The latest MINI Cooper D Hatch aims to hit that sweet spot of pace and parsimony. Jonathan Crouch reports.
Ten Second Review
The improved MINI Cooper D Hatch offers a slightly more relaxed feel with a characteristically sporty Cooper look. The engine cranks out a fairly modest 116PS, but that's enough to get it to 60mph in 9 seconds, so it'll never feel slow. With 270Nm of torque on tap and the ability to return 74.3mpg, this one's going to carve out a useful niche for itself. And in this enhanced form, it gets smarter connectivity, standard-fit front and rear LED lights across the range and the option of an advanced dual-clutch automatic gearbox.
Why would you buy a diesel MINI Cooper? That seems quite a fair question given that the Cooper is all about agility, response and perky performance. Even advocates of diesel engines must surely admit that here is one car that is unquestionably better with a petrol powerplant. Or must they? Because if you look at MINI's sales figures to date, a sizeable proportion of British buyers clearly think that a diesel engine works in a Cooper-badged car.
The evised version of this diesel MINI is smarter and better-finished than ever before. In Cooper D guise, it's powered by a 1.5-litre three-cylinder engine developing 116PS, which sounds about as sporty as Sunday morning with Eric Pickles but, as is often the case with MINI products, there's more to this car than meets the eye.
The Cooper D is all about torque. There's 270Nm available from just 1,750rpm, which means that you won't have to rev the engine hard to extract meaningful performance. Peak power arrives at 4,000rpm which is relatively high for a diesel engine, but you'll probably have shifted up before you get there. MINI says that minor changes have been made to this unit's TwinPower Turbo Technology, improving engine electronics, oil supply, intake air ducting, the cooling set-up and the exhaust system. Perhaps most significant though is the news that the brand has at last got around to fitting in a proper dual-clutch auto gearbox for those wanting a self-shifter, this now a 7-speed unit. Stick with the 6-speed manual transmission and you'll find a rev-matching mode on downshifts, making the shifts smooth and sporty-sounding. 62mph arrives in 9.2 seconds en route to a top speed of 127mph.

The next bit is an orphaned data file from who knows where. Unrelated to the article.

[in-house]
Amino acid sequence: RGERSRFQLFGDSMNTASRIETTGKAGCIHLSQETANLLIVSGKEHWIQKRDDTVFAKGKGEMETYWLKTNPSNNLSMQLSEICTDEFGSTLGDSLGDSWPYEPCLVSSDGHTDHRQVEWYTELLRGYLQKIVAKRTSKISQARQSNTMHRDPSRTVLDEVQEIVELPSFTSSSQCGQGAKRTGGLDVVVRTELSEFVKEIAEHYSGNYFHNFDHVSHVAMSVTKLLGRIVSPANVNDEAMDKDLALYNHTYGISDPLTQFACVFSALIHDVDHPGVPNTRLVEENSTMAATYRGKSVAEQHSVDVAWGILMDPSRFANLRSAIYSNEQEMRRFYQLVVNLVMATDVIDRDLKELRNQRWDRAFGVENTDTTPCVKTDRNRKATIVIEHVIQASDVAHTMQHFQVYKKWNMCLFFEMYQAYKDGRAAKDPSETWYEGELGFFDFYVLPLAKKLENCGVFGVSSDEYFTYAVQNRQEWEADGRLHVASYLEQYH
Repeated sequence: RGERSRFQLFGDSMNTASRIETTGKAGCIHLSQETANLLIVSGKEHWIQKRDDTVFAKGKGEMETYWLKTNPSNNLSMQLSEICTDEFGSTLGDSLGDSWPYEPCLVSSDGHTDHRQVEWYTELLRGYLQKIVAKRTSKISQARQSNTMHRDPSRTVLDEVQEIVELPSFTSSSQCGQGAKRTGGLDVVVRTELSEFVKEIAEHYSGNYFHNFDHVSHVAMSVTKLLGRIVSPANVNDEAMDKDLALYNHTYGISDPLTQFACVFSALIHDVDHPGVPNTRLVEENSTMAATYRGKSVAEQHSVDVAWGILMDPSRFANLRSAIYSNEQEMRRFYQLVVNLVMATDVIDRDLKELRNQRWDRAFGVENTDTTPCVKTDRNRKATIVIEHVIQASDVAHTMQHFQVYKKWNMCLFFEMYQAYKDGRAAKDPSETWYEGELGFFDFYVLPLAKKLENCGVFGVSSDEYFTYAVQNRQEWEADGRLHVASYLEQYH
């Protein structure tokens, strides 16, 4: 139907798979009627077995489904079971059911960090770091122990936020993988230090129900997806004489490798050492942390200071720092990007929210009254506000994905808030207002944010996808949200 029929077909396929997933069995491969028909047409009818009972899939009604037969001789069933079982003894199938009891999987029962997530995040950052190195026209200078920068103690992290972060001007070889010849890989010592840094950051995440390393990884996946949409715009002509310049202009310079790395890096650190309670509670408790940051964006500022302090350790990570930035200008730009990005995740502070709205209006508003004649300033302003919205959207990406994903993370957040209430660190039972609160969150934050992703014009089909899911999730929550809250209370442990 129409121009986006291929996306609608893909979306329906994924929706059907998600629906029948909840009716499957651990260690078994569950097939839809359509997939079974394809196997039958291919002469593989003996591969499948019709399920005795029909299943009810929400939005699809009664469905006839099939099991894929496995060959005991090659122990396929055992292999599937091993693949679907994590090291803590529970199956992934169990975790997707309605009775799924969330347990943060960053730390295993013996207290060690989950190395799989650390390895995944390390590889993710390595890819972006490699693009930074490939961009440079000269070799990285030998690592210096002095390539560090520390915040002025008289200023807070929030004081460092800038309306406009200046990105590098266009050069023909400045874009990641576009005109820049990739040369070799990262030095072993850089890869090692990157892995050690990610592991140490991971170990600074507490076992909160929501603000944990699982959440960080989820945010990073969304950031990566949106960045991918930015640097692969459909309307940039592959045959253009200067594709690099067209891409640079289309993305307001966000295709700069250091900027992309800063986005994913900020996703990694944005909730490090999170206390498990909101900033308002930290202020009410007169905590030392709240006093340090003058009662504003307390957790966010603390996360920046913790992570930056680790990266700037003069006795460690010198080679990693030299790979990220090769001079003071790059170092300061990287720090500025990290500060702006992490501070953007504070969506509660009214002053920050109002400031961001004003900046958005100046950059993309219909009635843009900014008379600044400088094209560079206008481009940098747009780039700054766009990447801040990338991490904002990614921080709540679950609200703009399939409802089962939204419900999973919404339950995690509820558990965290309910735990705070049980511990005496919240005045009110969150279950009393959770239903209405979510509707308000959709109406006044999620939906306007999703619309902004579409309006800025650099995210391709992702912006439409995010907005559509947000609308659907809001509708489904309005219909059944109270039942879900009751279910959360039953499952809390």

The suspension layout uses struts up front and a multilink rear end and there's the option of switchable active dampers. The spring rates are firm, so try it before you buy it and check to see what wheels the car is riding on. For ride quality, smaller is better, although the standard 15-inch alloys may well be sacrificed for cosmetic reasons. The steering system is electrically-assisted and there's a whole suite of safety systems. In addition to anti-lock brakes, electronic brake force distribution and cornering brake control with brake assistant, the stability control system in this MINI includes a drive-off assistant, brake dry function, fading brake support and dynamic traction control. This latter system permits controlled slip at the drive wheels so as to facilitate driving off on loose sand or deep snow.
Design and Build
The styling of this revised model doesn't look all that different, but close inspection will reveal the addition of standard-fit LED front and rear lights, plus there's now extra scope for all-important personalisation. Get out the tape measure and you'll find that this MK3 design is actually larger than you might think, thanks to a wheelbase exension of 28mm over its post-2014-era predecessor. These proportions give it quite a squat, purposeful look, helped by the tapered glasshouse.